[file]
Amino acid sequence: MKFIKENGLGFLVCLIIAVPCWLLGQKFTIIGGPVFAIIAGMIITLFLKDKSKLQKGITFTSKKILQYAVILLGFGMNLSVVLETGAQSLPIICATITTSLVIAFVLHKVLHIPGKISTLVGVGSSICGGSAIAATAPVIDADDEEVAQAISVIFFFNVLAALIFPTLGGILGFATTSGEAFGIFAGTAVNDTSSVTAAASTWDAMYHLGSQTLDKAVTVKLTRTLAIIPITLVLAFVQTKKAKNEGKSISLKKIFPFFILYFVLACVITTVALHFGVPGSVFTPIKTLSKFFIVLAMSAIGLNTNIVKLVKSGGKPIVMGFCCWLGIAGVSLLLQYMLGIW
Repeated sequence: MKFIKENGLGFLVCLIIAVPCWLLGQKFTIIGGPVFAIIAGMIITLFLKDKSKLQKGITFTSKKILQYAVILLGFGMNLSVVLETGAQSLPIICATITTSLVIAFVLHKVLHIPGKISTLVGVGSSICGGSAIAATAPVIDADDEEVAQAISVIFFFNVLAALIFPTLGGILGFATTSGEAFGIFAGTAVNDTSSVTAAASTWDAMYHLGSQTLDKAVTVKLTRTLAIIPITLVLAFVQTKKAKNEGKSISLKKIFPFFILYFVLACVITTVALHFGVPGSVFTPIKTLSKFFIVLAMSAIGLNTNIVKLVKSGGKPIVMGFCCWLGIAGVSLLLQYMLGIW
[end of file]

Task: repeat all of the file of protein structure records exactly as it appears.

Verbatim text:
Amino acid sequence: MKFIKENGLGFLVCLIIAVPCWLLGQKFTIIGGPVFAIIAGMIITLFLKDKSKLQKGITFTSKKILQYAVILLGFGMNLSVVLETGAQSLPIICATITTSLVIAFVLHKVLHIPGKISTLVGVGSSICGGSAIAATAPVIDADDEEVAQAISVIFFFNVLAALIFPTLGGILGFATTSGEAFGIFAGTAVNDTSSVTAAASTWDAMYHLGSQTLDKAVTVKLTRTLAIIPITLVLAFVQTKKAKNEGKSISLKKIFPFFILYFVLACVITTVALHFGVPGSVFTPIKTLSKFFIVLAMSAIGLNTNIVKLVKSGGKPIVMGFCCWLGIAGVSLLLQYMLGIW
Repeated sequence: MKFIKENGLGFLVCLIIAVPCWLLGQKFTIIGGPVFAIIAGMIITLFLKDKSKLQKGITFTSKKILQYAVILLGFGMNLSVVLETGAQSLPIICATITTSLVIAFVLHKVLHIPGKISTLVGVGSSICGGSAIAATAPVIDADDEEVAQAISVIFFFNVLAALIFPTLGGILGFATTSGEAFGIFAGTAVNDTSSVTAAASTWDAMYHLGSQTLDKAVTVKLTRTLAIIPITLVLAFVQTKKAKNEGKSISLKKIFPFFILYFVLACVITTVALHFGVPGSVFTPIKTLSKFFIVLAMSAIGLNTNIVKLVKSGGKPIVMGFCCWLGIAGVSLLLQYMLGIW